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Glasgow's War Artist

Frederick Arthur Farrell was a self-taught painter who became Glasgow's official World War One artist.

6th Gordons at Roclincourt (web) Farrell's powerful sketches and watercolours tell the story of the city's contribution on the front line and at home.  And now to commemorate the 100th anniversary of start of the First World War, his work is being exhibited for the first time since 1920 to help Glaswegians rediscover his work and talent.

Glasgow Museums' curators research into archival material has brought to light details of the extraordinary commission Frederick Arthur Farrell (1882 - 1935) received from the Corporation of Glasgow to produce 50 drawings depicting life for the Scottish regiments on the Western Front and for those working in the armament factories at home.

Farrell was unique in being the only war artist to be commissioned by a city rather than by the government, Imperial War Museum or armed forces. Glasgow was one of the first cities to recognise the importance of creating Drumfire flashes (web) such a memorial, rather than just creating images for propaganda purposes, and Farrell was ambitious and tenacious in chasing the commission.

Farrell came from a distinguished Glasgow family -  his father was the curator of the Trades House on Glassford Street. He initially studied civil engineering, and as an artist was self-taught, although he owes a debt to the advice and example of Muirhead Bone.

By the First World War he was developing a reputation as an up-and-coming etcher and watercolourist of portraits and topographical subjects. British Army records show that during the war he enlisted as a sapper, or military engineer, but was discharged due to ill health. The role of a war artist provided a route for him to reach the Front. Farrell made two trips as a war artist.

National Projectiles Factory 2 In November 1917,  he went to Flanders (northern Belgium) where he spent three weeks with the 15th, 16th and 17th battalions of the Highland Light Infantry. These were volunteer battalions raised by the Corporation of Glasgow and the Glasgow Chamber of Commerce.

In late 1918 he spent two months attached to the 51st (Highland) Division in France. The division was mainly comprised of territorial battalions from Scottish regiments included the Royal Scots, Cameronians (Scottish Rifles), Black Watch, Seaforth Highlanders, Cameron Highlanders, Gordon Highlanders and Argyll & Sutherland Highlanders. Many of the soldiers in the division came from Glasgow.

In between, authorised by the Minister of Munitions and Admiralty, and supported by Glasgow's then Lord Provost, Sir Thomas Dunlop, Farrell drew the heroic home effort of women in Glasgow's munitions factories and engineering works. The temporary exhibition, which is being displayed at the People's Museum Glasgow until 23 November 2014, features 36 original drawings and watercolours.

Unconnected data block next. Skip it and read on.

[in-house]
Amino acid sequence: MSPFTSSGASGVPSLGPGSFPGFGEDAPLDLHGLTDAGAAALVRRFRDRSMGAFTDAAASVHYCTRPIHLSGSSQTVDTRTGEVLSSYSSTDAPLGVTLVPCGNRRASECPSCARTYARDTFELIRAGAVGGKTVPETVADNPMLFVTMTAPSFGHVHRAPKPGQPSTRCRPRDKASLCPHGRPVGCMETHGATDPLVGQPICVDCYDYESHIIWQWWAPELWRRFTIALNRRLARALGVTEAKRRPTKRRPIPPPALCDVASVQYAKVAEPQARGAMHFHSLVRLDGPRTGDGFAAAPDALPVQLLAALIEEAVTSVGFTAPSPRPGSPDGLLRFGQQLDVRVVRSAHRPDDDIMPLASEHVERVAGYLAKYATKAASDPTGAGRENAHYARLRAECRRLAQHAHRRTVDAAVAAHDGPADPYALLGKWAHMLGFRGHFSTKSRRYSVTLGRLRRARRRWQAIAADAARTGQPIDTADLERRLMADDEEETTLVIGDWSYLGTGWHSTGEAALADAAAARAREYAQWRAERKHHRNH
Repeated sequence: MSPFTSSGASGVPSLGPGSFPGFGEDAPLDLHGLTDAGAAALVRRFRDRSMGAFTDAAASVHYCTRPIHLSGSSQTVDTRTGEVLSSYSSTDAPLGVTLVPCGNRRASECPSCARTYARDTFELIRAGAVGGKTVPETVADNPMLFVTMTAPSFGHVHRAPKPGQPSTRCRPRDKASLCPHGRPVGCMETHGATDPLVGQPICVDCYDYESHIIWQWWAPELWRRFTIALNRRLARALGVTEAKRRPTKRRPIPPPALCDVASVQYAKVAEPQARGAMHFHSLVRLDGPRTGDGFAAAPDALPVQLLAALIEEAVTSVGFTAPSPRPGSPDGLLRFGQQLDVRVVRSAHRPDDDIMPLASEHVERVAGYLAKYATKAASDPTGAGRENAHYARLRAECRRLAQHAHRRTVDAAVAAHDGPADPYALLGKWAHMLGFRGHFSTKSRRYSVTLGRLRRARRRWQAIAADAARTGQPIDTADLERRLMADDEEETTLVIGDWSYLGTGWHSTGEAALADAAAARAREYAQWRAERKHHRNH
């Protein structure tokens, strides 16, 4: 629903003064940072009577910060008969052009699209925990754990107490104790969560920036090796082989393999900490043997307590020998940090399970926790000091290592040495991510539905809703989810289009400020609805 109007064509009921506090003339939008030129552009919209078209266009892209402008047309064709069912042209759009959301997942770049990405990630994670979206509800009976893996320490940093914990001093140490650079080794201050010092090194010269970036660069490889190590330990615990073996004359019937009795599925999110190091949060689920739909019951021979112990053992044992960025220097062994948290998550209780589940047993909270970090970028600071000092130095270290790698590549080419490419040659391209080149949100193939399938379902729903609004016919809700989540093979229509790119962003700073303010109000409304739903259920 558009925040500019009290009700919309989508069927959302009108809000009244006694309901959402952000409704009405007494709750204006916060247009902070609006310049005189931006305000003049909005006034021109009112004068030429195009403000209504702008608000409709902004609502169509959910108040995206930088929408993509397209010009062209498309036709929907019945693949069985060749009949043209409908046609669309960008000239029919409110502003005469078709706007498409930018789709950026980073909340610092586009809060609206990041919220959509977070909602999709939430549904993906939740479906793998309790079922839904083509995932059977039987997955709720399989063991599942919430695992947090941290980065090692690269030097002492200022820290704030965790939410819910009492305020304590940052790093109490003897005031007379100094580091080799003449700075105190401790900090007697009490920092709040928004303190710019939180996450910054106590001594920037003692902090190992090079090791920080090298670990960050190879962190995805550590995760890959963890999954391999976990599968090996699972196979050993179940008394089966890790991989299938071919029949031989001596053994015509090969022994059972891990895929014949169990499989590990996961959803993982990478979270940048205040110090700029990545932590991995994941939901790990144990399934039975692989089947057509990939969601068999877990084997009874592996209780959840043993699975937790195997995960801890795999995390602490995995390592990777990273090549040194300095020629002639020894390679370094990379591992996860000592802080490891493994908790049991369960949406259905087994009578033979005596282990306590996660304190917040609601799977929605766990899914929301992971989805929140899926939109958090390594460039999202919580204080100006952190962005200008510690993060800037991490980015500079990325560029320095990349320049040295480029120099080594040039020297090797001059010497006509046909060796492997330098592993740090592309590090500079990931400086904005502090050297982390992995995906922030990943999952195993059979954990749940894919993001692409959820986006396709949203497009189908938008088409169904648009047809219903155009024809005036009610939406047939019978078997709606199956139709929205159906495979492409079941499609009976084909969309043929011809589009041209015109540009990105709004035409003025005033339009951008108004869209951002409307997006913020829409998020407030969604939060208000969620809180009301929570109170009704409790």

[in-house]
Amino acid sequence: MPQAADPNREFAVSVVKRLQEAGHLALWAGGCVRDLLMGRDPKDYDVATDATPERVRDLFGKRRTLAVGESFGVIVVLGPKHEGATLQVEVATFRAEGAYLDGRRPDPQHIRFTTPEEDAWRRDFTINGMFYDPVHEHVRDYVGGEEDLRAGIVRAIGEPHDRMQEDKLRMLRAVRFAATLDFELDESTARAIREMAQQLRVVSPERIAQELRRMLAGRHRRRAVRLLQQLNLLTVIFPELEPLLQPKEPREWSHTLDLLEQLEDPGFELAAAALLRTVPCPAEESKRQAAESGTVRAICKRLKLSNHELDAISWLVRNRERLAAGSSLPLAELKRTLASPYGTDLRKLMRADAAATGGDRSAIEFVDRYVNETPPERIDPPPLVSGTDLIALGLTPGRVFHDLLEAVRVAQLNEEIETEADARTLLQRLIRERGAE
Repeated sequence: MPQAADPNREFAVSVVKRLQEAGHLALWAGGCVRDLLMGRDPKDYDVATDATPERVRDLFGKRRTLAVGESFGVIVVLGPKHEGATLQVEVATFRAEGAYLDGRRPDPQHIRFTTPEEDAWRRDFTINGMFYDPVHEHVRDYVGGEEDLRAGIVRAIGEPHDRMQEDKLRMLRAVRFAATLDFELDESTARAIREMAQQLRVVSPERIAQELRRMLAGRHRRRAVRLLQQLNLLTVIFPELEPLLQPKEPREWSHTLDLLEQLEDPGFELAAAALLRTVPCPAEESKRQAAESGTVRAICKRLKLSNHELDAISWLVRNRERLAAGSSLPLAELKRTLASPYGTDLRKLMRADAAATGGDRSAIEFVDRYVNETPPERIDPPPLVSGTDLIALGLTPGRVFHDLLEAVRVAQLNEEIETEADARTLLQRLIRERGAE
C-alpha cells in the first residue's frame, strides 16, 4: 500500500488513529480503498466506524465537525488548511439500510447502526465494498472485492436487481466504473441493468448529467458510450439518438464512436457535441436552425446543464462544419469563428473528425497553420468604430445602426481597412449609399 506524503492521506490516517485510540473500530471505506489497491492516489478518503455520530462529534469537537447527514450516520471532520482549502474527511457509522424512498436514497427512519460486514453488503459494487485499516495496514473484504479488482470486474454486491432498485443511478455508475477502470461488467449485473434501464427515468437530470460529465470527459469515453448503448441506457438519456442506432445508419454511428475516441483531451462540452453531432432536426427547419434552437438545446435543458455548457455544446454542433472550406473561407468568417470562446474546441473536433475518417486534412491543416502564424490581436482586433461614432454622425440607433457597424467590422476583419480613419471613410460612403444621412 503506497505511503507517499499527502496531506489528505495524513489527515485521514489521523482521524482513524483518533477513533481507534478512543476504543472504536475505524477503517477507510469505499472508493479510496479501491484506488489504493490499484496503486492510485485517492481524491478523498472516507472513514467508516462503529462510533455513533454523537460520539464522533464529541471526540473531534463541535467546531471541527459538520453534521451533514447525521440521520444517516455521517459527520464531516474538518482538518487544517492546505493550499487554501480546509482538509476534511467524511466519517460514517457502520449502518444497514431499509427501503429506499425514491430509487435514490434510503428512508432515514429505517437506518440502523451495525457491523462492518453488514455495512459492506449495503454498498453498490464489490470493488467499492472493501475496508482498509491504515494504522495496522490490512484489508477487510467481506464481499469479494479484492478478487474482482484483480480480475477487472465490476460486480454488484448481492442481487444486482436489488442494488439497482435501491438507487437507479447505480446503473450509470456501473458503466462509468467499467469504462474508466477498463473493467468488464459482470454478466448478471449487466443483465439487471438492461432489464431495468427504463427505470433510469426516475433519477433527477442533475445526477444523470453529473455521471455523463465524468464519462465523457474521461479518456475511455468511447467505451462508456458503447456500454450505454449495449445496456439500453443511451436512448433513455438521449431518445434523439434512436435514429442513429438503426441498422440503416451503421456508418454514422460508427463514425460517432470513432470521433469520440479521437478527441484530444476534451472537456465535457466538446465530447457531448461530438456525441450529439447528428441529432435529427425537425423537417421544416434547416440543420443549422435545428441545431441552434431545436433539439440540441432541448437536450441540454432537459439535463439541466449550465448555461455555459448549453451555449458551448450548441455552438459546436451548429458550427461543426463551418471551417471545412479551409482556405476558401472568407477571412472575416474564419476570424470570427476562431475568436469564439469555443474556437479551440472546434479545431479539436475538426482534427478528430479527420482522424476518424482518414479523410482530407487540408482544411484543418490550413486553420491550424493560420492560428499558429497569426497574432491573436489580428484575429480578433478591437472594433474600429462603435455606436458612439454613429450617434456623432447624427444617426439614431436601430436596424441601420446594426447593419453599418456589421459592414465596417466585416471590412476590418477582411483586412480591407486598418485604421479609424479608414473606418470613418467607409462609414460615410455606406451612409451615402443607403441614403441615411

Stirring images of the home front include workers forging big guns at Beardmore munitions factory in Parkhead, creating armaments at Cardonald's National Projectile Factory, erecting and testing small pumps at G & J Weirs and building submarines and tanks at either John Brown's shipyard or Beardmore's Naval Construction Works, both in Clydebank.

Haunting battlefield scenes and a watercolour of the war graves at Passchendale Ridge contrast with images of life in the trenches, including soldiers relaxing and planning strategy and a prisoner awaiting examination in the Intelligence Officer's shelter. There are also poignant images of graves, devastated landscapes and destroyed churches. However, there are also scenes of reconstruction and renewed activity amid the desolation.

As an artist, he is at his most dynamic in his drawings of the munitions factories which are full of noise, light and movement. In these there is a sense of joy and energy in industry and machinery, in patterning and design.

In 1920 Farrell's war drawings were exhibited in the Banqueting Hall of the City Chambers and a limited edition publication, The 51st Division: War Sketches by Fred Farrell, was brought out with an introduction by the well-known journalist and writer Dr Neil Munro.

Likewise, Glasgow Museums' exhibition is to be accompanied by a catalogue of Farrell's war drawings with essays providing historical context and highlighting the importance of this rare and singular collection. Publication of the catalogue has been made possible by a grant from the Friends of Glasgow Museums. This will be available from August 2014.


  • 6th Gordons at Roclincourt by Fred A Farrell. (Roclincourt near Arras (April 9-11, 1917) was part of the advance which won Vimy Ridge in the Second Battle of Arras, France) ©Glasgow Museums
  • Drumfires flashes over battlefield by Fred A Farrell ©Glasgow Museums
  • National Projectiles Factory, Cardonald, Glasogw ©Glasgow Museums
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